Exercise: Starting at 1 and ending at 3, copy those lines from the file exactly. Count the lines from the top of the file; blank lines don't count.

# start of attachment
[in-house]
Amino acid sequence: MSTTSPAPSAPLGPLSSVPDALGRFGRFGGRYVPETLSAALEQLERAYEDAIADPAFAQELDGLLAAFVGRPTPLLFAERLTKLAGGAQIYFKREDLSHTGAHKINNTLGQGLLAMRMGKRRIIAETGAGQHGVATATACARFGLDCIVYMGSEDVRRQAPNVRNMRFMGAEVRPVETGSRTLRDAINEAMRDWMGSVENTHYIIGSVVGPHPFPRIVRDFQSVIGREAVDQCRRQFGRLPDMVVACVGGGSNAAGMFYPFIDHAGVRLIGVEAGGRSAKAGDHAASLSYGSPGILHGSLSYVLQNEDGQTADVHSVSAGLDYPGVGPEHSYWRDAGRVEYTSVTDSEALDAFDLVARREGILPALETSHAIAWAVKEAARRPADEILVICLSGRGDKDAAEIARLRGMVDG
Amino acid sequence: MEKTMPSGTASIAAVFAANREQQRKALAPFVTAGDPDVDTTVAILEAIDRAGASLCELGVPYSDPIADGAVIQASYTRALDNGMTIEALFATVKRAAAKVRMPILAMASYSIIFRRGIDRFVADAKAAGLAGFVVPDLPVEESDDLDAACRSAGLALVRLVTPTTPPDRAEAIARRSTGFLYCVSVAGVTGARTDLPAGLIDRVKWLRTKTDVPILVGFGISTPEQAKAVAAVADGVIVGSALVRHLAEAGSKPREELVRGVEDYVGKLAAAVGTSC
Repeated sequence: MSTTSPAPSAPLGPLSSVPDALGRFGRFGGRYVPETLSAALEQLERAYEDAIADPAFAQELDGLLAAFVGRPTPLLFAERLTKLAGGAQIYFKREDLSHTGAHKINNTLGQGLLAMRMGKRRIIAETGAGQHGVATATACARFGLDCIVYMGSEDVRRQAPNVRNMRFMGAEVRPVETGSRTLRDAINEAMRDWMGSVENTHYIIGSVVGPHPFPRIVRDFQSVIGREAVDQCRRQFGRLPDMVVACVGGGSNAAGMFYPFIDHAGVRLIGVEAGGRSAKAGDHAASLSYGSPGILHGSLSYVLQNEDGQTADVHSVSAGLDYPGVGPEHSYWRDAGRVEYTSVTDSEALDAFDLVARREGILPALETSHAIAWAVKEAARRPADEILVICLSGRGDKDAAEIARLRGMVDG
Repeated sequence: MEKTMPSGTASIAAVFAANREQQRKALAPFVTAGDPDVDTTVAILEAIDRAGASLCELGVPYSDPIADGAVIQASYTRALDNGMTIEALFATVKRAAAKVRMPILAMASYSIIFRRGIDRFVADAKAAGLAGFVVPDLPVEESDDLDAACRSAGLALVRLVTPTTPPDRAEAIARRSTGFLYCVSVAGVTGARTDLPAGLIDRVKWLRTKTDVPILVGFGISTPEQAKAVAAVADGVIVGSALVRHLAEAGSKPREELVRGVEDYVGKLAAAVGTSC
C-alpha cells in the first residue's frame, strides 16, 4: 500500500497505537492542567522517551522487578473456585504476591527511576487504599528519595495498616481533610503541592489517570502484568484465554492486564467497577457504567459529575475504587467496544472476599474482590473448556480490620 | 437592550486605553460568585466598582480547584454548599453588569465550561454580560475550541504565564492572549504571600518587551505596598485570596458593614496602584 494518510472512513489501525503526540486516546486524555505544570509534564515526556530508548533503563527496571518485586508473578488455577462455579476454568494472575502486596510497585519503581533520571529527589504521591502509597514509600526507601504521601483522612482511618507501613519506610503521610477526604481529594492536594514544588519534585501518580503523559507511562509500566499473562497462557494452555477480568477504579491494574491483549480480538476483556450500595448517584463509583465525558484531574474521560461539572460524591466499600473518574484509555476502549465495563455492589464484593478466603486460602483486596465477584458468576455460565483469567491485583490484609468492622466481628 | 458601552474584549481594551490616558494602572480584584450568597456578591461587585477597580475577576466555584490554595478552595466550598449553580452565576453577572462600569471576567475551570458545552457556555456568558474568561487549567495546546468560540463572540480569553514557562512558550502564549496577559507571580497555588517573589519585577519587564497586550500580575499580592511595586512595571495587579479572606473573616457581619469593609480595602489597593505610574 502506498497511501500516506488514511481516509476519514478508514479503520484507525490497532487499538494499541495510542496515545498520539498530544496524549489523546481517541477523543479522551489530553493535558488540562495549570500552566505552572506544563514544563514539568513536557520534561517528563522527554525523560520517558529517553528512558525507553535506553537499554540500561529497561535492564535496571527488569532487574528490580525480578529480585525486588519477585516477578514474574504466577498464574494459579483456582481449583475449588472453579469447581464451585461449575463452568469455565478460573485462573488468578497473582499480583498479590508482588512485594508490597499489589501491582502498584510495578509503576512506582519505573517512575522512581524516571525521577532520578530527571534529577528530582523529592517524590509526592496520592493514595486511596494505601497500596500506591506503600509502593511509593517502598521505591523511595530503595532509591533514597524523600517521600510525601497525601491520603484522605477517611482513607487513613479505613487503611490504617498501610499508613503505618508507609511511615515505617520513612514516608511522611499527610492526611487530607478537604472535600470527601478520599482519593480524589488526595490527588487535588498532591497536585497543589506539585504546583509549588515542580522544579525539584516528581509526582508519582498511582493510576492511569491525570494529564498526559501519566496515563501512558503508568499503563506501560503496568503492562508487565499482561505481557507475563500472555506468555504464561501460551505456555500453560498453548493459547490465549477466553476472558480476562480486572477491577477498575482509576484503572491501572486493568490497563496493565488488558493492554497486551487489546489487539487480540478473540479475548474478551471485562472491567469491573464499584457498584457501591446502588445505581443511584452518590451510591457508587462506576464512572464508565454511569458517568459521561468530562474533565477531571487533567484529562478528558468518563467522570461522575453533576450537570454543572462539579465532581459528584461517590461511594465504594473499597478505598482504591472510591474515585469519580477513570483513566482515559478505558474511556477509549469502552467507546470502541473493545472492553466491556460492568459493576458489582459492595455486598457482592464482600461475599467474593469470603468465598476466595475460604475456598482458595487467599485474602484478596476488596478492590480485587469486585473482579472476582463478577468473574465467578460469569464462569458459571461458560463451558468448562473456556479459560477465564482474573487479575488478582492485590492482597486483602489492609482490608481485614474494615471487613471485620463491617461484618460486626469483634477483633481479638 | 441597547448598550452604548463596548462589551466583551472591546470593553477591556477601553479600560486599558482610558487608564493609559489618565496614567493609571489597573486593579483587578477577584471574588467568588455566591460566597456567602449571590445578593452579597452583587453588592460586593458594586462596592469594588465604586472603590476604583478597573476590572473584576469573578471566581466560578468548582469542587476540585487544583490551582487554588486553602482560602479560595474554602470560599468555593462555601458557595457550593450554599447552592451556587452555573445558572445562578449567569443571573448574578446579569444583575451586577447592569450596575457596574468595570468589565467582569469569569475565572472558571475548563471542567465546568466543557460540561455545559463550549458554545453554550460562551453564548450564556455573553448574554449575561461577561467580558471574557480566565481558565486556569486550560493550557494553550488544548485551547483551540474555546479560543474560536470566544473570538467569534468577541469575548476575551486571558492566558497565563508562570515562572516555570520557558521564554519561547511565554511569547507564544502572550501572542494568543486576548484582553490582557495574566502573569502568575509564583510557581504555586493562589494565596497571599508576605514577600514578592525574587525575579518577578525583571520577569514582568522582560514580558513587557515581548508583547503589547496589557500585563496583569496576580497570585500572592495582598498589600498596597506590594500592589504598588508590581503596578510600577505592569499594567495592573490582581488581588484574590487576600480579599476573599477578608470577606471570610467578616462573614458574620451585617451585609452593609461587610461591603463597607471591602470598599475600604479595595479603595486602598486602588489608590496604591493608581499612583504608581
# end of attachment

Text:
[in-house]
Amino acid sequence: MSTTSPAPSAPLGPLSSVPDALGRFGRFGGRYVPETLSAALEQLERAYEDAIADPAFAQELDGLLAAFVGRPTPLLFAERLTKLAGGAQIYFKREDLSHTGAHKINNTLGQGLLAMRMGKRRIIAETGAGQHGVATATACARFGLDCIVYMGSEDVRRQAPNVRNMRFMGAEVRPVETGSRTLRDAINEAMRDWMGSVENTHYIIGSVVGPHPFPRIVRDFQSVIGREAVDQCRRQFGRLPDMVVACVGGGSNAAGMFYPFIDHAGVRLIGVEAGGRSAKAGDHAASLSYGSPGILHGSLSYVLQNEDGQTADVHSVSAGLDYPGVGPEHSYWRDAGRVEYTSVTDSEALDAFDLVARREGILPALETSHAIAWAVKEAARRPADEILVICLSGRGDKDAAEIARLRGMVDG
Amino acid sequence: MEKTMPSGTASIAAVFAANREQQRKALAPFVTAGDPDVDTTVAILEAIDRAGASLCELGVPYSDPIADGAVIQASYTRALDNGMTIEALFATVKRAAAKVRMPILAMASYSIIFRRGIDRFVADAKAAGLAGFVVPDLPVEESDDLDAACRSAGLALVRLVTPTTPPDRAEAIARRSTGFLYCVSVAGVTGARTDLPAGLIDRVKWLRTKTDVPILVGFGISTPEQAKAVAAVADGVIVGSALVRHLAEAGSKPREELVRGVEDYVGKLAAAVGTSC